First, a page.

Enquiring Minds and the Importance of Influence
How the father of evolution came to be
Charles Darwin’s work has inspired biologists right up to the present day. And many have made important contributions to our developing understanding of Darwin’s theory of evolution. It is only through continued collaboration and influence from the scientific community that we can work together to discover many unknowable truths about ourselves, just as Darwin and his colleagues did in the nineteenth century.
Darwin and Divinity
Charles Darwin had plenty of false starts before becoming the father of evolution, as we know him today. He first began studying medicine at the University of Edinburgh, but Darwin did not appreciate the gruesome methods of surgery that were standard during the nineteenth century. His main interests were in natural history and collecting specimens, a hobby he began as a child.
Darwin finally plucked up the courage to tell his father he hated surgery. He was sent to study divinity at the University of Cambridge. We all know, that of course, Darwin did not become a priest, but surprisingly it was here, at Christ’s College that Darwin’s interest in animals, plants and rocks grew. Surrounded by likeminded people, it was this unsuspecting setting that unknowingly planted the seeds for a new school of thought we take advantage of today.
Instead of studying divinity, Darwin began studying botany, geology, and natural philosophy (now called natural history).
It was John Henslow, a professor of Botany who taught Darwin how to look at nature with a scientist’s eye – this friendship would become the most important of Darwin’s life.
Great minds, great impressions
Darwin, of course had his own influences and it is only through expanding on the ideas of others can we truly begin exploring scientific methods.
Sir John Herschel was a famous mathematician and astronomer. Herschel argued that the most important aim of natural philosophy was to understand the laws of nature. He knew the best way to get this done involved a combination of inductive reasoning (using observations to draw conclusions) and deductive reasoning (gathering observations to support what is already believed). This concept would have a significant impression on how Darwin’s enquiries would progress.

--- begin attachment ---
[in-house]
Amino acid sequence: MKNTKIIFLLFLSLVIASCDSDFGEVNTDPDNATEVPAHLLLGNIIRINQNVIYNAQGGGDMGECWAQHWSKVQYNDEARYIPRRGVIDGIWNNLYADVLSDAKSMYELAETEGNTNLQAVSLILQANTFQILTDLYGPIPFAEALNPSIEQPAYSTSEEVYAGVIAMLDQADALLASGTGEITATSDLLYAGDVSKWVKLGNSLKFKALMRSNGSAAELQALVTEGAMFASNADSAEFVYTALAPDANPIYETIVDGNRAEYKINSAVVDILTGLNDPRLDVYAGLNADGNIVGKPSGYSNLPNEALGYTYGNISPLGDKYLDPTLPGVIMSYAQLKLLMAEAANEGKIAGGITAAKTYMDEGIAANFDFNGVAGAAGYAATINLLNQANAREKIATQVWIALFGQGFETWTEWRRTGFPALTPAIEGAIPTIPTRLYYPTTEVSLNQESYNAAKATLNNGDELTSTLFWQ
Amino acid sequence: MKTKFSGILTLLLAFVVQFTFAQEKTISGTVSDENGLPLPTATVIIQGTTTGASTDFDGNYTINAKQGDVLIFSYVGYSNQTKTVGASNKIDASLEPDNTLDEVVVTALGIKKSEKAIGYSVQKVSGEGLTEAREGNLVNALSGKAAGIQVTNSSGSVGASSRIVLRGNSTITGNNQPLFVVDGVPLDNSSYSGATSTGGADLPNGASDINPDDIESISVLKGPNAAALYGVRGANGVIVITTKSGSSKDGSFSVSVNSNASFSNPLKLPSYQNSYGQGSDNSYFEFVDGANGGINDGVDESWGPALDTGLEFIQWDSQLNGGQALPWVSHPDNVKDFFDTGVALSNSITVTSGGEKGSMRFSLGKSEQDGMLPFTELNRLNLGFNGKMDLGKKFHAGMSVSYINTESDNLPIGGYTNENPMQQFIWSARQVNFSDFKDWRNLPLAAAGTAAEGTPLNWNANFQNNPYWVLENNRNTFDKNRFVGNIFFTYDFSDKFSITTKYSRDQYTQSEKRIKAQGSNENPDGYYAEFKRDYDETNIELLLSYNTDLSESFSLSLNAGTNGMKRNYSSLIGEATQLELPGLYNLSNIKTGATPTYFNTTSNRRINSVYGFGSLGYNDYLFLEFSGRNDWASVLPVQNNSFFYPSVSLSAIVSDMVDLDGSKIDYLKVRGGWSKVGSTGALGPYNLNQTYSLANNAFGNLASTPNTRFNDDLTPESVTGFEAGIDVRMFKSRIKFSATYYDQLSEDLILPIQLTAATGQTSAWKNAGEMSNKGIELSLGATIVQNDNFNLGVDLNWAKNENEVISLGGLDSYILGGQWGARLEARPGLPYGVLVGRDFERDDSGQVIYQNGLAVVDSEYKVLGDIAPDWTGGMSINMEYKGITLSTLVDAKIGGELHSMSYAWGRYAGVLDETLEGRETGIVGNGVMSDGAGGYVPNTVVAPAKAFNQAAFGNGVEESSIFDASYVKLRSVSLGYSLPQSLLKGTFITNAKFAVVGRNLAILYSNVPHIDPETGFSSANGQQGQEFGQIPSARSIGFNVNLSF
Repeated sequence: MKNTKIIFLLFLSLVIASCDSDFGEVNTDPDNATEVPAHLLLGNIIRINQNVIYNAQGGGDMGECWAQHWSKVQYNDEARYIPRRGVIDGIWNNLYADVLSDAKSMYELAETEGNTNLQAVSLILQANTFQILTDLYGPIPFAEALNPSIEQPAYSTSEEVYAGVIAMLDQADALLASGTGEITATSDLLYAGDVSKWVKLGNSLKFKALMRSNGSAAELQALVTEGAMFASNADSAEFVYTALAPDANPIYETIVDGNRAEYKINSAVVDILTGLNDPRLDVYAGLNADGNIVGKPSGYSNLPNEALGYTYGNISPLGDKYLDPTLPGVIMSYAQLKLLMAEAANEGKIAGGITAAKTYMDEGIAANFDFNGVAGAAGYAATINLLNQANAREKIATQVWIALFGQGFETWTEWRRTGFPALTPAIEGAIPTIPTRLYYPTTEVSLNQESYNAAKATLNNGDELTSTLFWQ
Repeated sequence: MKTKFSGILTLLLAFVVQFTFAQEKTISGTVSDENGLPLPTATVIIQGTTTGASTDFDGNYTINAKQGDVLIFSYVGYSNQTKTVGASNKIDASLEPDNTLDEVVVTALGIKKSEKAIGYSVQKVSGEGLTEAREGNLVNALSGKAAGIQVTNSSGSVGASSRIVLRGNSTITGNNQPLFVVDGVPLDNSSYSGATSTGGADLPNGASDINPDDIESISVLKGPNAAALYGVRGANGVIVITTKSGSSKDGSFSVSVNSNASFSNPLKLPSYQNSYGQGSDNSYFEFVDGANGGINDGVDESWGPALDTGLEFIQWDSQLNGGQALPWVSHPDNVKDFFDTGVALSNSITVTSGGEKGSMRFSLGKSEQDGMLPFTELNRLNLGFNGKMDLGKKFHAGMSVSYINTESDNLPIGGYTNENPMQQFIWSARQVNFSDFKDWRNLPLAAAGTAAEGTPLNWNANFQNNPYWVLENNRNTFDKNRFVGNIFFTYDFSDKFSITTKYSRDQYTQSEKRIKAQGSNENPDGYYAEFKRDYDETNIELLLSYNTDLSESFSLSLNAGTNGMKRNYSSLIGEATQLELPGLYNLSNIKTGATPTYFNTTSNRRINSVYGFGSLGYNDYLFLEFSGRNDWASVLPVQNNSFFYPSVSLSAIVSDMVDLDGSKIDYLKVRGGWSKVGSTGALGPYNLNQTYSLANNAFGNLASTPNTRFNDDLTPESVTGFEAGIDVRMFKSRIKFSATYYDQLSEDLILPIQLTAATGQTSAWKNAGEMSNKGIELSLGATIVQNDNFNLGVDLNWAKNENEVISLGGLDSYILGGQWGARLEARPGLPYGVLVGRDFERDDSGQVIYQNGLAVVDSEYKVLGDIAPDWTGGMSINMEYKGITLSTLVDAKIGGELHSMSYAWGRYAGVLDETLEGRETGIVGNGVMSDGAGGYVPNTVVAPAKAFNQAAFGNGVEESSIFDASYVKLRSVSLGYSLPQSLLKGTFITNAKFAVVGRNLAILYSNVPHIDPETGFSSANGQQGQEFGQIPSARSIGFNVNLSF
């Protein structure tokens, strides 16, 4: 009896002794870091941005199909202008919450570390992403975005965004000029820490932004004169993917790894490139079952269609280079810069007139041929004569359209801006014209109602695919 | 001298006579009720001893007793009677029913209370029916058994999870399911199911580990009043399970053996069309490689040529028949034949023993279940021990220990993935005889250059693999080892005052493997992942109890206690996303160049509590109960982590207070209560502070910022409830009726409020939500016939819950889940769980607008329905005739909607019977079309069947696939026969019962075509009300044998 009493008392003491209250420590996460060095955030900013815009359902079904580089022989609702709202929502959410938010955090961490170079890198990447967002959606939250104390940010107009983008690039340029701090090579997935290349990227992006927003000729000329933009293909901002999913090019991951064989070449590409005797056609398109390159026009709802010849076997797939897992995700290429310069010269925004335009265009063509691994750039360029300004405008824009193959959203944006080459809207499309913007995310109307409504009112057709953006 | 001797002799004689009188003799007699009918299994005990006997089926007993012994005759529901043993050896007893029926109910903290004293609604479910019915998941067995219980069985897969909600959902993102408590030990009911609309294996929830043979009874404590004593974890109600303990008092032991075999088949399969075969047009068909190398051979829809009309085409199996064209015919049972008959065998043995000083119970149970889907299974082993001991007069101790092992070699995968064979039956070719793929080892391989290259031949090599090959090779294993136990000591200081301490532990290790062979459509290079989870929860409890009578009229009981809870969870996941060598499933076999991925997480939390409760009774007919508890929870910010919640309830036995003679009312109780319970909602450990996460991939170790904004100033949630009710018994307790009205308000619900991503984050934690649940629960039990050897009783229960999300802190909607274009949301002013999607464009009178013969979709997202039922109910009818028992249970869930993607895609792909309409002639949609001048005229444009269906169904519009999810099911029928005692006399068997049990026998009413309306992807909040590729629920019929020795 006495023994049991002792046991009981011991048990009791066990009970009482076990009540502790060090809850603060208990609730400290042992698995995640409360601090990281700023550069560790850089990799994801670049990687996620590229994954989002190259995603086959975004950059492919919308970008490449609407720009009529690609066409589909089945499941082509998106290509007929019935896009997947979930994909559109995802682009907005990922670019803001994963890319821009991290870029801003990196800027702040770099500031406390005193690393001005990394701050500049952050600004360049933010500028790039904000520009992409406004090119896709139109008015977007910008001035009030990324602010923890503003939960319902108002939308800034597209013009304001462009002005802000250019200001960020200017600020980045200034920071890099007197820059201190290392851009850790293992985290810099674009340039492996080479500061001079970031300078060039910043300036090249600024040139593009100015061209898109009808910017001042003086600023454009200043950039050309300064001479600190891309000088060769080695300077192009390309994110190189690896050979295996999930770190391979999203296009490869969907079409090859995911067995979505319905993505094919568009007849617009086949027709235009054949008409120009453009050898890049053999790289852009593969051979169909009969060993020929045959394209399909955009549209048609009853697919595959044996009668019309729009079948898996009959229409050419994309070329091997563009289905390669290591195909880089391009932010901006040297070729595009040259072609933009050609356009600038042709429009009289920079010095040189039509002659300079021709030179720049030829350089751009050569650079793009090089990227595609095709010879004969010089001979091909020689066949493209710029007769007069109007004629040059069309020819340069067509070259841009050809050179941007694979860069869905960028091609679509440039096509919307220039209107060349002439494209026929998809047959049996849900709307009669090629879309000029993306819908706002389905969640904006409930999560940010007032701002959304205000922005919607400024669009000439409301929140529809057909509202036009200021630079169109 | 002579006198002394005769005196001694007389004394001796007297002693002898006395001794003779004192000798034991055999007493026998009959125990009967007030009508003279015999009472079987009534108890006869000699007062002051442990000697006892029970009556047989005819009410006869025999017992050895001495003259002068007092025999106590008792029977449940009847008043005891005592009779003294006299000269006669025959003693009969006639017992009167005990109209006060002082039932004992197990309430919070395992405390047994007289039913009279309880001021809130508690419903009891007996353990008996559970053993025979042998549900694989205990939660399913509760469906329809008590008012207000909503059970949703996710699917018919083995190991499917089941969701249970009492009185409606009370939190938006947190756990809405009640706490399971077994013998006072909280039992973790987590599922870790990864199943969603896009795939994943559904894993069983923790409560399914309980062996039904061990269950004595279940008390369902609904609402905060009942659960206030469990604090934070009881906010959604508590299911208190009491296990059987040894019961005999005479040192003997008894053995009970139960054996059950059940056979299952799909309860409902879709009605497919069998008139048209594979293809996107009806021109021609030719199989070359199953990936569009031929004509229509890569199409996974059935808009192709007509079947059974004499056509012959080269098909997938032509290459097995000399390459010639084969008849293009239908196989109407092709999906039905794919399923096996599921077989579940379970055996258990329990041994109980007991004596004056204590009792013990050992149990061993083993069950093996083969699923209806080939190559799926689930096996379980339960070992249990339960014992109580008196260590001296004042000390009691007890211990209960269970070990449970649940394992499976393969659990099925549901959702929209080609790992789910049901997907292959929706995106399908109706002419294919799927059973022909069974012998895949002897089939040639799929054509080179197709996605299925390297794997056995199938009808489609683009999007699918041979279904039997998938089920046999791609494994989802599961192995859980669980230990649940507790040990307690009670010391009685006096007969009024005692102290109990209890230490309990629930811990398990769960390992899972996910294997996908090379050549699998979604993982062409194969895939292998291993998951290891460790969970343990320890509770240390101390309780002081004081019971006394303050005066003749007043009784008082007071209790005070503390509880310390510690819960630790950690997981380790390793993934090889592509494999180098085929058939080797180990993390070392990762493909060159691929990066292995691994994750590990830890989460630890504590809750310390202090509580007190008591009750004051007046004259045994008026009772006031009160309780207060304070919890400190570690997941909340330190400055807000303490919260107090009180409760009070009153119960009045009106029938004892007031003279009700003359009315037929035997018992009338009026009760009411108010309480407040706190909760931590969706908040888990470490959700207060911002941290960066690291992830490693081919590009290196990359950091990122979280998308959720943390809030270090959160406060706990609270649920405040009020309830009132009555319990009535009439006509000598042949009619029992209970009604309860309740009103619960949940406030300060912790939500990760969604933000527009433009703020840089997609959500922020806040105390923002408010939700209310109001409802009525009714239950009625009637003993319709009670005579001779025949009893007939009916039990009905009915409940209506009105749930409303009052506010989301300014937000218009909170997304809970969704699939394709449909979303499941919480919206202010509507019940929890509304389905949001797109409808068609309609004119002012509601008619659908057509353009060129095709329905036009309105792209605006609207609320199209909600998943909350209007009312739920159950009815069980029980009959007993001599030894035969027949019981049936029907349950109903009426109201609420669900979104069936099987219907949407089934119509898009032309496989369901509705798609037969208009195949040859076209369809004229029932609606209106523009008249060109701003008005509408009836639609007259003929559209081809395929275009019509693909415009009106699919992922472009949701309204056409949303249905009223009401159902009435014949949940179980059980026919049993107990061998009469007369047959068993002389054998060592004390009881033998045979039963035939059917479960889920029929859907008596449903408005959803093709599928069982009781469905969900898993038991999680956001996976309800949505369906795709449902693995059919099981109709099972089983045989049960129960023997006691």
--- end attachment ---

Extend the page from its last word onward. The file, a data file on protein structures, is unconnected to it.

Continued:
Alexander von Humboldt was a Prussian explorer and scientist who also influenced Darwin through his scientific expedition and writings of Central and South America, which also helped popularise science. After reading Humboldt’s description of the Canary Islands in the Atlantic Ocean, Darwin decided he wanted to see the islands for himself.
Thus, began his tutelage to improve his genealogy skills and a wider understanding of the natural world.
On December 27, 1831 Darwin set sail on HMS Beagle with Captain Robert FitzRoy, a cartographer with the Royal Navy, at the suggestion of his friend Henslow.
An important Lesson of Vigilance
If your life goal is to circumvent and record as much of the natural world as possible, do not take a casual approach to a seemingly insignificant stop on your voyage. As Darwin would regretfully learn, his random collection of samples from the Galapagos islands would prove that it pays to be scrupulous.
Darwin did not bother to identify which island each of his small bird samples came from. Upon return to Britain and with the help of fellow experts, he began studying each specimen. It was ornithologist, John Gould who noted that what had originally been incorrectly categorised as two groups of blackbirds and finches was actually each a separate and unidentified species. This got Darwin thinking…
Expanding on a hero’s notion
Geologist, Charles Lyell had previously shown that the earth was much older than initially thought and many of Darwin’s collected fossils further proved that many plants and animals were now extinct, while others had clear similarities to those still living.
Darwin took Lyell’s expanded view of the earth’s age and began expanding his theory of species change occurring over a very long period of time.
Beginning with the Galapagos finches, he realised each specimen had a different beak, after noting John Gould’s findings. Darwin wondered if a single species had arrived on the archipelago long ago and overtime the beaks slowly changed to adapt to the food source of each particular island.
It was reading Thomas Malthus’s Essay on the Principle of Population and the suggestion that animals produce too much offspring that gave Darwin his “lightbulb” moment. He realised that an animal must have some advantage over other young animals to survive.
Enough small changes over time could lead to enough larger changes to create a whole new species.
The Spirit of The Age
Darwin knew his theories of natural selection would cause an uproar among creationists, as it conflicted with the Bible’s account of creation. This was the predominant view in the era. Darwin knew he needed proof.
His eight years studying barnacles finally proved how natural selection worked in practice. Along with acquiring a deep hate for barnacles, he was finally ready to publish his findings.
In 1855, naturalist, Alfred Russel Wallace wrote to Darwin, describing is own theory of origins of species after traveling through South America, Indonesia, and Malaysia. It was so similar to Darwin’s own findings, they published their ideas together – on June 30, 1858, the Theory of Evolution was presented to society.
Today, scientists understand far more about the biological processes that create evolution, but there are still many unanswered questions. One of the most important is whether humans are still evolving – and if so, into what?
Discover more about Charles Darwin, his work and legacy in Charles Darwin. Part of the ‘Scientists Who Changed the World‘ Series by Anita Croy.